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Determining applicability is hard

Determining applicability is hard

Posted Apr 30, 2008 11:00 UTC (Wed) by dvdeug (subscriber, #10998)
In reply to: Determining applicability is hard by jreiser
Parent article: Ksplice: kernel patches without reboots

Why? That's not what "semantic changes to data structures" means; it means that you can't
change the meaning or layout of data structures. What implies that it can't use stores to

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Determining applicability is hard

Posted Apr 30, 2008 14:54 UTC (Wed) by jreiser (subscriber, #11027) [Link]

If any of the past outputs are "in view" (are stored in memory, or were used as inputs to
compute data that is stored in memory at the time of the patch), then changing an algorithm
such that its output changes, is a semantic change to the past outputs.  Running the patched
algorithm on the original inputs won't give the same outputs as the original algorithm, and
many things rely on getting the same output.

Determining applicability is hard

Posted May 1, 2008 0:59 UTC (Thu) by jzbiciak (subscriber, #5246) [Link]

I'm not sure I follow. Let's look at a patch, shall we?

--- a/mm/memory.c
+++ b/mm/memory.c
@@ -983,6 +983,8 @@ int get_user_pages(struct task_struct *tsk, struct mm_struct *mm,
        int i;
        unsigned int vm_flags;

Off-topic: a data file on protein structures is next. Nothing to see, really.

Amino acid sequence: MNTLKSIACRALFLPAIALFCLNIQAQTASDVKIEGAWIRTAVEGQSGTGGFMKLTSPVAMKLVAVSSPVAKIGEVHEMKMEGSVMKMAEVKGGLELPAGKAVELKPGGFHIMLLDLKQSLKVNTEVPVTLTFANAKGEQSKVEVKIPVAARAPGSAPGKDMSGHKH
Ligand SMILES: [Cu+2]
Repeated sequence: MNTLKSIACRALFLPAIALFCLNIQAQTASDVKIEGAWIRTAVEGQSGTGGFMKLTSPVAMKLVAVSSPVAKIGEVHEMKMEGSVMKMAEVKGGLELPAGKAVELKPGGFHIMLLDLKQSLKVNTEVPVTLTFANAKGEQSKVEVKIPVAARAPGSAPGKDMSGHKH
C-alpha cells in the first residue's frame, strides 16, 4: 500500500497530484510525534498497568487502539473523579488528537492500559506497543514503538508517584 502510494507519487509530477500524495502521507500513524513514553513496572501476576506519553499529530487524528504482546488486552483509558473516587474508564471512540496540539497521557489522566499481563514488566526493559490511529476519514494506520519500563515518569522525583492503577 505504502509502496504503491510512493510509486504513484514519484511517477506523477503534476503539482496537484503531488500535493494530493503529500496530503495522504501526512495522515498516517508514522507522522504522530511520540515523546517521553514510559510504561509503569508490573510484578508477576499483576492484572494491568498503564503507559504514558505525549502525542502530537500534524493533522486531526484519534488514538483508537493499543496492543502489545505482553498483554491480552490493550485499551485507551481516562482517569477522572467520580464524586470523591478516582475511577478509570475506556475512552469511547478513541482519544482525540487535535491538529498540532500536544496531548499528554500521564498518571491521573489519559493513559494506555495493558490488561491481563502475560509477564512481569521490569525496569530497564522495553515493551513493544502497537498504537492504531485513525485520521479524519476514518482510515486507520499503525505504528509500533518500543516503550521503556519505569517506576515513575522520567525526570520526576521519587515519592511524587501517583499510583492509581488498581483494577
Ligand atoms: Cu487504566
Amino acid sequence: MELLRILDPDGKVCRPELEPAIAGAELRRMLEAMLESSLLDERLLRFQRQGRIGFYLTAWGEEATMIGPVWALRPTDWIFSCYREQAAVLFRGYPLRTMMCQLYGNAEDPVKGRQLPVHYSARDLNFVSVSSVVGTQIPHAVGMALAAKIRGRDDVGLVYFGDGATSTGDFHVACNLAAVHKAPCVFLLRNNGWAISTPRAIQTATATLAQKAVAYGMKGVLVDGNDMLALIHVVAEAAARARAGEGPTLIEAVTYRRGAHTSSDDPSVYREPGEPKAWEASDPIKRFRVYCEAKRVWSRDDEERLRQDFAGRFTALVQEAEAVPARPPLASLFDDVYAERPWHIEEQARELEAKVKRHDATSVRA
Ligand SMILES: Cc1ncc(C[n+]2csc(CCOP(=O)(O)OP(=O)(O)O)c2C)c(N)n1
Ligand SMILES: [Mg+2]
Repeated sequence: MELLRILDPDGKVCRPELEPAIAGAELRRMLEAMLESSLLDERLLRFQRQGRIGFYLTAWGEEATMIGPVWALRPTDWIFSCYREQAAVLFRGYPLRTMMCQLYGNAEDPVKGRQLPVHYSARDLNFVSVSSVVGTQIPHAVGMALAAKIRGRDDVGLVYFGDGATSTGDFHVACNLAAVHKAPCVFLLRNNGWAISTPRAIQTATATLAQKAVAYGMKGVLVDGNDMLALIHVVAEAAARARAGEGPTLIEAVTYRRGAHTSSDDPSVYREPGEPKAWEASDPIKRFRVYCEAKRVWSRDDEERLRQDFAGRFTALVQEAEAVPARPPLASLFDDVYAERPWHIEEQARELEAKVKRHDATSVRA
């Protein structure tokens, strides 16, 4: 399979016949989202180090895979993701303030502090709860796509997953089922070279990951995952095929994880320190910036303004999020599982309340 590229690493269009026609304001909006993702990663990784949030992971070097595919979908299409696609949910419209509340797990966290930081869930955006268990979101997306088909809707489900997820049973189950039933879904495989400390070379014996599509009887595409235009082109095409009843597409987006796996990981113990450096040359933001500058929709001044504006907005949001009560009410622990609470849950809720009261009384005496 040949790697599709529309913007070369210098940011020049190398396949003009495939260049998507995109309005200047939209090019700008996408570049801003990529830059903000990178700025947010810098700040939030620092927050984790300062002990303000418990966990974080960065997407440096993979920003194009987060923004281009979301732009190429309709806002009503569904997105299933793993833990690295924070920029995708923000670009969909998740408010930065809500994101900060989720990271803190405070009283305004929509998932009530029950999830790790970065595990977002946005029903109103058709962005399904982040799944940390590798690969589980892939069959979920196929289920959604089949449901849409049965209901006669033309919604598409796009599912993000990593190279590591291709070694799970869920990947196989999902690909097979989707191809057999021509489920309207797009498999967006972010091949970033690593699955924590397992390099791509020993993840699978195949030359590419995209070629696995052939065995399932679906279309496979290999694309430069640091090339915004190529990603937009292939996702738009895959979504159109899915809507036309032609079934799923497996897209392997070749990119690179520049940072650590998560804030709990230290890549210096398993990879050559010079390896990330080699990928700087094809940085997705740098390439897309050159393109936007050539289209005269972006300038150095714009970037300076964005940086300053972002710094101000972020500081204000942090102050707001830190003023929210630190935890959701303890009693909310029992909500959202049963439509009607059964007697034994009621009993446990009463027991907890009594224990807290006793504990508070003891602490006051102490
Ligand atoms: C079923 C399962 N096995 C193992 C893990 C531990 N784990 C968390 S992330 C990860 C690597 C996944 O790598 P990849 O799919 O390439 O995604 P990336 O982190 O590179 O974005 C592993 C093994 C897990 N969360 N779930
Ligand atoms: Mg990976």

+       if (len <= 0)
+               return 0;
         * Require read or write permissions.
         * If 'force' is set, we only require the "MAY" flags.

(If our dear editor is reading, he might get a chuckle out of my selection.)

I would argue that "get_user_pages" has plenty of side effects in memory on nearly all interesting execution paths. And yet, I imagine this splicing trick works just fine with this patch.

We've changed the algorithm for "get_user_pages" so it doesn't do strange and mysterious things (occasionally leading to local-root exploits) when the length is negative. Since we didn't free all other user pages ahead of time, previous outputs are "in view."

What I *will* buy is if someone exploited this hole on a running kernel, patching the bug after the fact won't cause the bogus allocation to disappear. But, in that case, you're b0rked anyway.

Your argument applies only when valid inputs give materially different outputs. Note that I say materially different. If I change Initial Sequence Number generation in my TCP/IP stack (a noticeable change!), I don't have to close all other TCP connections that are in the process of being established. I just get better behavior going forward.

Determining applicability is hard

Posted May 9, 2008 6:40 UTC (Fri) by xamal (guest, #51976) [Link]

Read my comments above where I post references to how and why this is done. Some systems do
not have the luxury of someone physically going to install new software and flicking a switch.

When applying a HOT-PATCH you do want to ensure that the patched area is not cached or some
intensive application is going on. The ideal way is to send the computer to some idle state
(some sort of idle loop), do the patch and transition from the idle mode.

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